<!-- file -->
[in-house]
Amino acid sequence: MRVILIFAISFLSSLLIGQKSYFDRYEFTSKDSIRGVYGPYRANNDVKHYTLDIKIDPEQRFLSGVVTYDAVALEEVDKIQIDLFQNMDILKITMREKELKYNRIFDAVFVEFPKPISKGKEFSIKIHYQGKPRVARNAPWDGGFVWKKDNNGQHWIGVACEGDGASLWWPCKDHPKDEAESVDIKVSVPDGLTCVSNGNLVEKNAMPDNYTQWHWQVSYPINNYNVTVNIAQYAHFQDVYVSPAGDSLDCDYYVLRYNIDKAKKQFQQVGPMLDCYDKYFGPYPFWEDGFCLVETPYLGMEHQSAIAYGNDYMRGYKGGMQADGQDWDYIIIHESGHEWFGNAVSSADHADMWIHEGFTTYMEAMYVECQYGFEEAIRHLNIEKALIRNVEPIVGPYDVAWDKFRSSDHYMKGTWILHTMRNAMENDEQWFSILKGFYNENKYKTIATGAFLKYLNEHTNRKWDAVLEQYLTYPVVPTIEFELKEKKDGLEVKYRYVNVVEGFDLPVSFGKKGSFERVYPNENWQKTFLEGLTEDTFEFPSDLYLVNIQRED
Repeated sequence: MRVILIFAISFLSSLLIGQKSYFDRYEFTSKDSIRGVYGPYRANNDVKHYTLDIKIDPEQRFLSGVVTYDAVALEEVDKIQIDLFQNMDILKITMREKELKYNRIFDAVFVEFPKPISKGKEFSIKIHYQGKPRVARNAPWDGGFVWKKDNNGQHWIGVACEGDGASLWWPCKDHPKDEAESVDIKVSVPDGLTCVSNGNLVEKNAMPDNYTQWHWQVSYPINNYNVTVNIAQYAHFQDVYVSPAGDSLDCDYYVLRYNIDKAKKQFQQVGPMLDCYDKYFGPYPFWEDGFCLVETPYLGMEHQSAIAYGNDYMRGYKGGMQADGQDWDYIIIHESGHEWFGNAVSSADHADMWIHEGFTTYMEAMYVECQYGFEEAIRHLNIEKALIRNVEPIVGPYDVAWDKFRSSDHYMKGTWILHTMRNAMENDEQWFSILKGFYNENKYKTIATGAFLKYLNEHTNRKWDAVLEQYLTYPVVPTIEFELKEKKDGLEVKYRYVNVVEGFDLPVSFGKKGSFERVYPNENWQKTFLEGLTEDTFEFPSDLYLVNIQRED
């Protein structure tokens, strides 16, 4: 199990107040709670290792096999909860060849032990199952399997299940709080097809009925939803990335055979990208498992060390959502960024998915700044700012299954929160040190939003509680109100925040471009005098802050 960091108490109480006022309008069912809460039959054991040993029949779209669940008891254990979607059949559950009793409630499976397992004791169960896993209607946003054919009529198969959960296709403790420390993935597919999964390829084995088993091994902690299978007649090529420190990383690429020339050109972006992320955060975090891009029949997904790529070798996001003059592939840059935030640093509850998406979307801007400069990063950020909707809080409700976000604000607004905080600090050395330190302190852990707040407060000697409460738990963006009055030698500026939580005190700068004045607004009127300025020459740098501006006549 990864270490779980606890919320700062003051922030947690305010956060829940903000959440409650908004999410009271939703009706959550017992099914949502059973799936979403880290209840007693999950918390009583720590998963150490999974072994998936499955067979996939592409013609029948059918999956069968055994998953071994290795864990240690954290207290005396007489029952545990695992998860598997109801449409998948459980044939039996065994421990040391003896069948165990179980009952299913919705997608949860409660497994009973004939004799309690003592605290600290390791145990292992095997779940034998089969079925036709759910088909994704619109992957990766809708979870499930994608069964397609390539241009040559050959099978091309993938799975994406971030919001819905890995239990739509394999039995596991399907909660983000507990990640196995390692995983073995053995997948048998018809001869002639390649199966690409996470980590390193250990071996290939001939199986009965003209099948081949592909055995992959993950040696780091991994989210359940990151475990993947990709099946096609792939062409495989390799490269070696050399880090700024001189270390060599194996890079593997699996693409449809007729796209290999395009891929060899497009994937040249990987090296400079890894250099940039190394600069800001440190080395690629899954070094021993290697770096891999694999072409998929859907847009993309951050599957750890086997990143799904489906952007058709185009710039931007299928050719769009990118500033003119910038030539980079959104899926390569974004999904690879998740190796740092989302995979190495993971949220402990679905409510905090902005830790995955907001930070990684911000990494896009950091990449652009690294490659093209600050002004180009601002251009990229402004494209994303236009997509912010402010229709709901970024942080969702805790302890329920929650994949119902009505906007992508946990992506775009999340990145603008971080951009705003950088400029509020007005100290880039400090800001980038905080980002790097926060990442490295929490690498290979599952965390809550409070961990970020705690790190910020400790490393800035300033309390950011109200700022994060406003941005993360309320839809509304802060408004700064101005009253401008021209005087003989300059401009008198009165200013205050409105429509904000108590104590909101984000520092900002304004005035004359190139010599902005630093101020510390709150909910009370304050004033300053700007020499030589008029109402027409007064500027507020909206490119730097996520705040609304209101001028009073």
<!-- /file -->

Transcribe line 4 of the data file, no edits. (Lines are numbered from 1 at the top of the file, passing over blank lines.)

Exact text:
């Protein structure tokens, strides 16, 4: 199990107040709670290792096999909860060849032990199952399997299940709080097809009925939803990335055979990208498992060390959502960024998915700044700012299954929160040190939003509680109100925040471009005098802050 960091108490109480006022309008069912809460039959054991040993029949779209669940008891254990979607059949559950009793409630499976397992004791169960896993209607946003054919009529198969959960296709403790420390993935597919999964390829084995088993091994902690299978007649090529420190990383690429020339050109972006992320955060975090891009029949997904790529070798996001003059592939840059935030640093509850998406979307801007400069990063950020909707809080409700976000604000607004905080600090050395330190302190852990707040407060000697409460738990963006009055030698500026939580005190700068004045607004009127300025020459740098501006006549 990864270490779980606890919320700062003051922030947690305010956060829940903000959440409650908004999410009271939703009706959550017992099914949502059973799936979403880290209840007693999950918390009583720590998963150490999974072994998936499955067979996939592409013609029948059918999956069968055994998953071994290795864990240690954290207290005396007489029952545990695992998860598997109801449409998948459980044939039996065994421990040391003896069948165990179980009952299913919705997608949860409660497994009973004939004799309690003592605290600290390791145990292992095997779940034998089969079925036709759910088909994704619109992957990766809708979870499930994608069964397609390539241009040559050959099978091309993938799975994406971030919001819905890995239990739509394999039995596991399907909660983000507990990640196995390692995983073995053995997948048998018809001869002639390649199966690409996470980590390193250990071996290939001939199986009965003209099948081949592909055995992959993950040696780091991994989210359940990151475990993947990709099946096609792939062409495989390799490269070696050399880090700024001189270390060599194996890079593997699996693409449809007729796209290999395009891929060899497009994937040249990987090296400079890894250099940039190394600069800001440190080395690629899954070094021993290697770096891999694999072409998929859907847009993309951050599957750890086997990143799904489906952007058709185009710039931007299928050719769009990118500033003119910038030539980079959104899926390569974004999904690879998740190796740092989302995979190495993971949220402990679905409510905090902005830790995955907001930070990684911000990494896009950091990449652009690294490659093209600050002004180009601002251009990229402004494209994303236009997509912010402010229709709901970024942080969702805790302890329920929650994949119902009505906007992508946990992506775009999340990145603008971080951009705003950088400029509020007005100290880039400090800001980038905080980002790097926060990442490295929490690498290979599952965390809550409070961990970020705690790190910020400790490393800035300033309390950011109200700022994060406003941005993360309320839809509304802060408004700064101005009253401008021209005087003989300059401009008198009165200013205050409105429509904000108590104590909101984000520092900002304004005035004359190139010599902005630093101020510390709150909910009370304050004033300053700007020499030589008029109402027409007064500027507020909206490119730097996520705040609304209101001028009073």